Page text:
VIDEO EXCLUSIVE: Gugu Mbatha-Raw & Saniyya Sidney Talk Race & Superheroes In ‘Fast Color’
The first black female superhero has finally arrived! Fast Color, directed by Julia Hart (Miss Stevens) from a screenplay by Hart and Justin Horowitz (La La Land) is set to be released Friday. The film, which stars Gugu Mbatha-Raw (Belle) as struggling superhero Ruth who returns home to her estranged daughter and mother (played by Saniyya Sidney and Lorraine Toussaint, respectively) to learn to harness her powers. And in the process, she discovers that they’ve all been struggling with these powers.
“Really, throughout the movie, it’s kind of a about these three generations of women coming together to learn how to own their powers,” said Mbatha-Raw of the film’s plot.
The film premiered at last year’s South by Southwest Festival, and was picked up by Codeblack Films. It also stars Christopher Denham (Argo), David Strathairn (Good Night, And Good Luck) and newcomer Levi Dylan Martinez.
Mbatha-Raw and Sidney – who is best known for her role in American Horror Story: Roanoke – sat down with UInterview exclusively to discuss the message they hope the film will convey.
“I hope that people will be inspired and feel empowered to know that you don’t need a cape, you don’t need a weapon to be powerful,” said Mbatha-Raw. “You have all this power within you, and certainly as women we have so much power within us and it’s really just about tapping in to it.”
“It’s just really awesome getting to have this opportunity and hopefully inspire people with this movie, it’s really exciting,” echoed Sidney.
See the full transcript of the interview below:
Q: “Who are your characters in the film?”
MBATHA-RAW: “Well I play Ruth in Fast Color, and Ruth when we first meet her in the story is a woman on the run, we’re not sure what she’s on the run from, but we know she’s in kind of a desperate situation. And we follow her as she escapes out of seeming captivity and escapes into the desert, and she actually arrives at this farmhouse which we discover is her childhood home and the home of her mom and also her daughter played by Saniyya. And she hasn’t been there for about ten years, you know, she’s been out struggling with addiction, struggling with these powers that she has, these special abilities, where she has these seizures that she’s not able to control. And really, throughout the movie, it’s kind of a about these three generations of women coming together to learn how to own their powers.”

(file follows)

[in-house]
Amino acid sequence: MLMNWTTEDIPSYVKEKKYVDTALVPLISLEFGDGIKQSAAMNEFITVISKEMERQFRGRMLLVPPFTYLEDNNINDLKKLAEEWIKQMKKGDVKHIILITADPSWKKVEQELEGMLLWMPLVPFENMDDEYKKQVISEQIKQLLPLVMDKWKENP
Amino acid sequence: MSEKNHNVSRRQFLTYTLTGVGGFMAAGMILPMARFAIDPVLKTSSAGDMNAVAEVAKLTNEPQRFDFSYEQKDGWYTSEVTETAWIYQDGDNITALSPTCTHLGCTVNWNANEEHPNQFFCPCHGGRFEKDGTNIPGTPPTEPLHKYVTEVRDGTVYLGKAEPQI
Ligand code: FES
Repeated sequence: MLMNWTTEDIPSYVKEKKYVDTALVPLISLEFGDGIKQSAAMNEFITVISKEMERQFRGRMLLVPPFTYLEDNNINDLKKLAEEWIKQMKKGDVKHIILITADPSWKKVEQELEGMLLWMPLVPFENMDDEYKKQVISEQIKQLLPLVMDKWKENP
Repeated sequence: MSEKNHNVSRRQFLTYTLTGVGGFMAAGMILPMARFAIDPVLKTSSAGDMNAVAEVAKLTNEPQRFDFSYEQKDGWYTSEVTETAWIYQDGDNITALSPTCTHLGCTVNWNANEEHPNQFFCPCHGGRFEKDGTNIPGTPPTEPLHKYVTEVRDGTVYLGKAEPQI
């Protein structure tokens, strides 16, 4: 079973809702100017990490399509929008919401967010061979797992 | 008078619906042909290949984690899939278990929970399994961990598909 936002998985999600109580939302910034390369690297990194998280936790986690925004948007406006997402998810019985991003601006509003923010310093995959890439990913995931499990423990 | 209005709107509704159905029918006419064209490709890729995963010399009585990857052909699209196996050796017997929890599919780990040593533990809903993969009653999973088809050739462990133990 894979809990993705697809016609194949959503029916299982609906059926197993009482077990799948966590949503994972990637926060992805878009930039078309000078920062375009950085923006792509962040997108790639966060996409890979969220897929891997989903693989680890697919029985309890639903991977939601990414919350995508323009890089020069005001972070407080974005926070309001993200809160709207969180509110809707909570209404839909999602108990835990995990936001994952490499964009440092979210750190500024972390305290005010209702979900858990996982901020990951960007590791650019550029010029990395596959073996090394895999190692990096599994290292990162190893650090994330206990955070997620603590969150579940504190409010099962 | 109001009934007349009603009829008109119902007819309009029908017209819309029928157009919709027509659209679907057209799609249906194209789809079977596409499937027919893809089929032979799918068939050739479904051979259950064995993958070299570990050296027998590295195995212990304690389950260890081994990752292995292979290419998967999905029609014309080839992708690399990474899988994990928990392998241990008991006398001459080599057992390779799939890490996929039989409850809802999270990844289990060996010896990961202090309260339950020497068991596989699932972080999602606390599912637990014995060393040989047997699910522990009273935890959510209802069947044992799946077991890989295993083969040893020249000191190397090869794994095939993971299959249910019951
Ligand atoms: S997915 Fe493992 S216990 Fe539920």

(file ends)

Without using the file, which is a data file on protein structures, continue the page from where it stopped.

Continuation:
SIDNEY: “I play the daughter of Gugu, I play Lila, and she is living at this home with her grandmother, as well as her mother named Bo- well I call her Bo, her real name is Bonnie – played by Lorraine Toussaint. And she’s special because there’s something about her that is very unique and she loves to fix things. She fixes things around the house, she is currently fixing on the truck that was her mother’s, she likes fixing record players, toasters, things like that. Her power is she knows how to disintegrate things and put them back together. She has this bowl that was her mother’s and she showed her mother her power of what she can do and it can turn into these beautiful particles. And she also can see the colors.
Q: “How do you feel about this being the first black female superhero film?”
MBATHA-RAW: “Well, it’s really exciting. I mean for me, it wasn’t really ever something that was about race, it’s really a story about these three women. But I think Julia Hart, our writer/director, cast the wonderful Lorraine Tussant and myself and Saniyya and for me it’s really empowering because we’re not used to seeing female superheroes very often, and we’re certainly not used to seeing female superheroes of color. So you know I love the fact that this world is very grounded and gritty and sometimes feels almost like a Western in the imagery of us out in the desert, so to see three women of color with powers in the desert, I think it’s certainly about time that we had that and I think the imagery goes into our subconscious, it’s powerful in itself, so I’m really excited that it’s happened.”
SIDNEY: “I think it’s very important like Gugu said, I didn’t really focus on the race either, I focused on what this can do for people, and you know others are excited that we are African-American women doing such a great movie and what it resembles. But at the same time, it’s just really awesome getting to have this opportunity and hopefully inspire people with this movie, it’s really exciting.”
Q: “What’s the message of the film?”
MBATHA-RAW: “Well for me, the message – I think people will bring their own experiences to the film and interpret it in their own way – but for me I hope that people will be inspired and feel empowered to know that you don’t need a cape, you don’t need a weapon to be powerful. You have all this power within you, and certainly as women we have so much power within us and it’s really just about tapping in to it.”
SIDNEY: “I really focus on the beauty of generations, and how important it is to know that you may have gifts that women from centuries or more have passed down to you. And people to open their eyes and ask what they may have that they can pass on to their children. And I think it’s really important for society to recognize that. And like Gugu said, I hope it inspires people too.”